Overlooking Sidmouth
The view from this viewpoint was particularly special, looking out over Sidmouth below and the cliffs the other side that would form the basis of the next day’s walking. A little beyond here and there was a landward view looking across a vast area of the East Devon countryside and even as far away as Dartmoor in the far distance. Luckily I had packed my binoculars so took advantage of the view and looked around the whole vista ahead of me.

Sidmouth
The last climb proved to be quite hard going, although short and I took another long rest at the top and got some welcome drink inside me. From here though it was surprising how quickly I reached the edge of Sidmouth. The approach was via the old clifftop road, which had succumbed to cliff erosion and was no longer safe for vehicles. It did make for an interesting part of the descent, but better was to follow as I passed Peak House, an enormous pile that must surely have the best view of any house in Sidmouth. On my side of the road was a lovely park lined with seats for people to sit and enjoy the view of the sea and the huge cliff on the other side of the town.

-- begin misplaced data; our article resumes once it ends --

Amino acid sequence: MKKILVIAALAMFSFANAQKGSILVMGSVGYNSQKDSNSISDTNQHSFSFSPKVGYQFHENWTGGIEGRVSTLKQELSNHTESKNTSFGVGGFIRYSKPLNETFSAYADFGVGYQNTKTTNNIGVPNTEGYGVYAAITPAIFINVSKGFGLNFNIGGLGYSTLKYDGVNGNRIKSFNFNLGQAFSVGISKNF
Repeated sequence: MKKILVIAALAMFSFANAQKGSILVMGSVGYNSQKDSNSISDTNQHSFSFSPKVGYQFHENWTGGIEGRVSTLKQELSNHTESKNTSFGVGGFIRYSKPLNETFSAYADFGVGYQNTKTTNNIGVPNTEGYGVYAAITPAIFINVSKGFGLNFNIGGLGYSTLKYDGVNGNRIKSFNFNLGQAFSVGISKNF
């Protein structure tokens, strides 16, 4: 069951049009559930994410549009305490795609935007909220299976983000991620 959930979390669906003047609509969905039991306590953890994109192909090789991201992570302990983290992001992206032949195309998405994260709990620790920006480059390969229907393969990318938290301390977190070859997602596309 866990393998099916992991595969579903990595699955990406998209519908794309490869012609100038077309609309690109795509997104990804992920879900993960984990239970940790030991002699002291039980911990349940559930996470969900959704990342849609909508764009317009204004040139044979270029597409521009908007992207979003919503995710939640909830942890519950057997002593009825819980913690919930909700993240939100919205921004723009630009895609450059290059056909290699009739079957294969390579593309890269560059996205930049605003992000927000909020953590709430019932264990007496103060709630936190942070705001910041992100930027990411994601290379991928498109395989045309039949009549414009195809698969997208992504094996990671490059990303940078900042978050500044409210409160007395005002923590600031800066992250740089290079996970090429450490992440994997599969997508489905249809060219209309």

Sidmouth Fort
At the bottom of the hill the path descended all the way to sea level and down underneath a small fort that had presumably been used to defend the town in years gone by. The path itself ran along the foot of a small cliff, which had been deeply etched with graffiti and was absolutely crawling with day-trippers most of whom it seemed were consuming ice creams. At the end of this undercliff walk the Esplanade proper came into view and I was surprised to see that on the landward side of the promenade was a large cricket pitch, which dominated this end of the seafront. At the end of the cricket pitch I was to turn inland and retrieve my car thus ending my day out.

Sidmouth Charabanc
This was a most enjoyable section of walk and it has whet my appetite to make a go of the rest of the Jurassic Coast. Although quite a long way from home I at least reassured myself that this section was the furthest of all and that any subsequent day trips I make will be a little nearer each time.